It is normal and understandable for persons, being human, to make mistakes; but when umpires officiating at important matches err continuously in their decisions, especially against one side in a contest, it certainly creates a situation in which competence is called into question.
In the second-round match played recently between Demerara and Berbice in the ongoing Guyana Cricket Board (GCB) Rubis Bel-Air Inter-County U-17 Tournament, the persistent recurrence of questionable decisions that were deleterious to the chances of success of the Berbice side have moved Berbice Cricket Board (BCB) President Hilbert Foster to express grave dissatisfaction with the outcome of the match.
“Every time I speak to Berbice teams, I warn them about the umpiring, especially in matches against Demerara. The umpiring standard is very poor, and the BCB is worried (about this). When I speak to players, especially the senior players, (I find that) they (also) have this fear”, Foster explained.
He added that if a ball touches a player’s pad, the fear of being given out comes quickly upon the youngsters, thereby affecting their self-confidence.
Recalling some occasions when he had witnessed some below-par umpiring, Foster said that when Berbice played Demerara in the U-15 tournament, there were at least four bad decisions, including a stumping.
He said that West Indies U-16 batsman Rampertab Ramnauth was given out caught behind when the ball had brushed his pad, and he could recall four poor decisions made in the recent U-17 match against Demerara.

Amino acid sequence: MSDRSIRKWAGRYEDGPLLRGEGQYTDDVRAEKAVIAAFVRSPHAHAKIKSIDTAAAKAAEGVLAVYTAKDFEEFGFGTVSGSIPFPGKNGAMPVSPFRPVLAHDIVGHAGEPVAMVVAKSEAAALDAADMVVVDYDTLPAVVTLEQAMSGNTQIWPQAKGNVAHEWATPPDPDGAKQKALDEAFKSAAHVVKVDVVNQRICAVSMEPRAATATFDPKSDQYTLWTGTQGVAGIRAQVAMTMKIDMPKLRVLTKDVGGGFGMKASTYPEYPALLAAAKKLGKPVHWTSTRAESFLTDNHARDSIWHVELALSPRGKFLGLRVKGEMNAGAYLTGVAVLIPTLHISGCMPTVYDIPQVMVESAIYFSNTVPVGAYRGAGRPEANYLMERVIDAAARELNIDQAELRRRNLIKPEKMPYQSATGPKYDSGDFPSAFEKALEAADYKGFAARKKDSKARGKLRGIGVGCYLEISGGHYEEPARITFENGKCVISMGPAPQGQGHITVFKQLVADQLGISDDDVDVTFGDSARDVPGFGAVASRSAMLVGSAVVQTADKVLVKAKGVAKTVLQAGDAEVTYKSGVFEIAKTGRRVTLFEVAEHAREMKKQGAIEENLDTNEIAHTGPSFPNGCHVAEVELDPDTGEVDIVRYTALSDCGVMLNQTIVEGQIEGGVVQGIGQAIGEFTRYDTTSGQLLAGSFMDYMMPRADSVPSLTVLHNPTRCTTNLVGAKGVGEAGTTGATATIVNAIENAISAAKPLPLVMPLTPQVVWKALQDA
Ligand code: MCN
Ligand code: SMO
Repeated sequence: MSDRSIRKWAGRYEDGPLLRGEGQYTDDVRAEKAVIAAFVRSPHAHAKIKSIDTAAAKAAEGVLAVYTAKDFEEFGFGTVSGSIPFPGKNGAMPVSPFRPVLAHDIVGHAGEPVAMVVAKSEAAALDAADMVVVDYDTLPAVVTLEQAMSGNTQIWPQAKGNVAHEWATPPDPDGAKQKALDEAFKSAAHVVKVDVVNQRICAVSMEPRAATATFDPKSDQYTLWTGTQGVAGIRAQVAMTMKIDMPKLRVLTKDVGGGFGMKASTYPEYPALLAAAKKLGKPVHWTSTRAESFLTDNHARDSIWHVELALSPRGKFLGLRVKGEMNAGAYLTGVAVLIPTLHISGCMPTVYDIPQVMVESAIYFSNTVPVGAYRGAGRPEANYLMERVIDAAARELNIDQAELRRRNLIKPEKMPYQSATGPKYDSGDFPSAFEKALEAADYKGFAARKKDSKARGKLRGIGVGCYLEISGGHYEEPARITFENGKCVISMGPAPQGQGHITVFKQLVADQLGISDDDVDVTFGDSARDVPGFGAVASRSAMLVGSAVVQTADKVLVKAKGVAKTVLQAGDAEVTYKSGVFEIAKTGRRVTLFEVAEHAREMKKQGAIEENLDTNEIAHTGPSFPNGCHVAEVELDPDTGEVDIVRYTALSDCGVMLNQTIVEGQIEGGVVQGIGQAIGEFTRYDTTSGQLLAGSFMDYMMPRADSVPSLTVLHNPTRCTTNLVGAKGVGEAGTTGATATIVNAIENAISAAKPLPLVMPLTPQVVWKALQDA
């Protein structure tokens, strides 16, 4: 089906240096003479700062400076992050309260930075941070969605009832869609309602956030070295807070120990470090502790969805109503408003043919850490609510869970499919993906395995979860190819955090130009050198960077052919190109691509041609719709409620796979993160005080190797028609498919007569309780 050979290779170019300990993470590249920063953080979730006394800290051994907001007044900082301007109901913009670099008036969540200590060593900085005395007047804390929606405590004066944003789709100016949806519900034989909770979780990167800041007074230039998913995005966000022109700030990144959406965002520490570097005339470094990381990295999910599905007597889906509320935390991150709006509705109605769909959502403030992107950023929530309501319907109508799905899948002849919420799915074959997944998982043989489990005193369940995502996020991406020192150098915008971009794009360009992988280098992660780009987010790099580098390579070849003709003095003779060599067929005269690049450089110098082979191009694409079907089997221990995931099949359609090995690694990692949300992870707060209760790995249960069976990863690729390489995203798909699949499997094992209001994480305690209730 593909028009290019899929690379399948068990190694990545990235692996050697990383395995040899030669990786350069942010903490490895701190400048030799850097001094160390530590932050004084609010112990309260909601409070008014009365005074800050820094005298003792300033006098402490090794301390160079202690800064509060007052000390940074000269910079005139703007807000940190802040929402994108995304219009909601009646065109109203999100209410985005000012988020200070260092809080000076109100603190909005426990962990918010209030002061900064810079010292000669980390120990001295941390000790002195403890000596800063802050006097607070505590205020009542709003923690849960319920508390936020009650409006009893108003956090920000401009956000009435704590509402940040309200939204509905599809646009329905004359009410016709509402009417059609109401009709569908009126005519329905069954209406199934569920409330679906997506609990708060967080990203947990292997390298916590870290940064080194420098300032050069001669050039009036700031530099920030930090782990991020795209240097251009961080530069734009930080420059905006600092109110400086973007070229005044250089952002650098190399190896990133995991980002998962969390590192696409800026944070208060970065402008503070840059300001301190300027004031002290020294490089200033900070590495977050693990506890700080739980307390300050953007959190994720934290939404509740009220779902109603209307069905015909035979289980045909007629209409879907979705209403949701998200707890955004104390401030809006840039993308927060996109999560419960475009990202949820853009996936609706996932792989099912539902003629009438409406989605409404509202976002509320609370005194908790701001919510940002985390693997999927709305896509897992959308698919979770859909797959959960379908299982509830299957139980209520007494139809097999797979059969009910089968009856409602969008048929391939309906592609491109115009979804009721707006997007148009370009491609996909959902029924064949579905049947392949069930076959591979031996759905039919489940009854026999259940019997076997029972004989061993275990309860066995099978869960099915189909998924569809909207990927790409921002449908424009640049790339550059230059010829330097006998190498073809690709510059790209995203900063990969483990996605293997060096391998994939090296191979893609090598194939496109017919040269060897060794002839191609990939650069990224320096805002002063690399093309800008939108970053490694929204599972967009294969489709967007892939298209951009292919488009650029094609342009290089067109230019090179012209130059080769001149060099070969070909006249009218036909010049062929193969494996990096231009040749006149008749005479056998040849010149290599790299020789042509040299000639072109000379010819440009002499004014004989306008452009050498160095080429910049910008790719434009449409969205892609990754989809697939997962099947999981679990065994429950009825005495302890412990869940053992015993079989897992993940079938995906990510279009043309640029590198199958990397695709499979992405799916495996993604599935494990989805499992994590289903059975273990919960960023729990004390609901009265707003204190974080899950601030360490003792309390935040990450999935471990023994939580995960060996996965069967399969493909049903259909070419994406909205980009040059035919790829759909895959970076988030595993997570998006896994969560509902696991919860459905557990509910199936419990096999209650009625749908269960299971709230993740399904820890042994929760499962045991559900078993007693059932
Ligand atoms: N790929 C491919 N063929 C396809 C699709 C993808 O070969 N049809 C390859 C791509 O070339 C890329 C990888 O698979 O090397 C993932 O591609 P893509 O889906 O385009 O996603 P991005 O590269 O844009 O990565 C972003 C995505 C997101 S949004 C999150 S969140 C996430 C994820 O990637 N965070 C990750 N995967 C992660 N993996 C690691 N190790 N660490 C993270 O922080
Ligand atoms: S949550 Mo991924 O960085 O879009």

“While these decisions may not have changed the entire course of the match, it leaves one to wonder if our senior batsmen in Berbice teams are targeted”, Foster declared.
Foster also disclosed that one umpire had stopped the Berbice team from making a spin bowling change in the first round, saying that fast bowlers had to ‘bowl the first ten overs in a row’ (consecutively).
“In the second-round match, which featured different umpires, a call had been made to the Berbice manager that the bowling change can be made when the team (wants it), and the fast bowlers can bowl how (many) overs they want”, Foster noted.
He said the manager had been told to clarify this with the match referee, and the manager was told to do whatever pleases him in terms of enforcing a bowling change.
Foster said it is apparent that not every individual of authority engaged in this U-17 tournament is singing from the same proverbial page, thus he questioned whether the tournament is coordinated in an equitable manner.
“Generally, the players are worried about the level of umpiring, and we at the BCB are asking why two umpires from Demerara have to be engaged when these two teams play? Why not one from Berbice and one from Demerara?” Foster expressed.
Given that some of these cricketers playing at the junior level may represent Guyana in the future, Foster is calling for the best umpires to officiate in these important matches.
“One bad decision could stop a youngster from playing cricket. It is strange that the umpire who made poor calls (against Berbice) in the U-15 match against Demerara turned up (to officiate) in the U-17 match”, Foster mused.
Foster is again calling on the GCB to get their proverbial house in order.
He is also wondering why the Berbice players have been asked to wear hats of a different colour when the customary colour of the Berbice hat is red, and has been so for a number of years.
He is adamant that the best interest of every cricketer in Guyana must be upheld, and that the administrative issues affecting the various Cricket Boards should not be ventilated on the cricket field. His firm conviction is that, at the end of it all, cricket should always be the winner.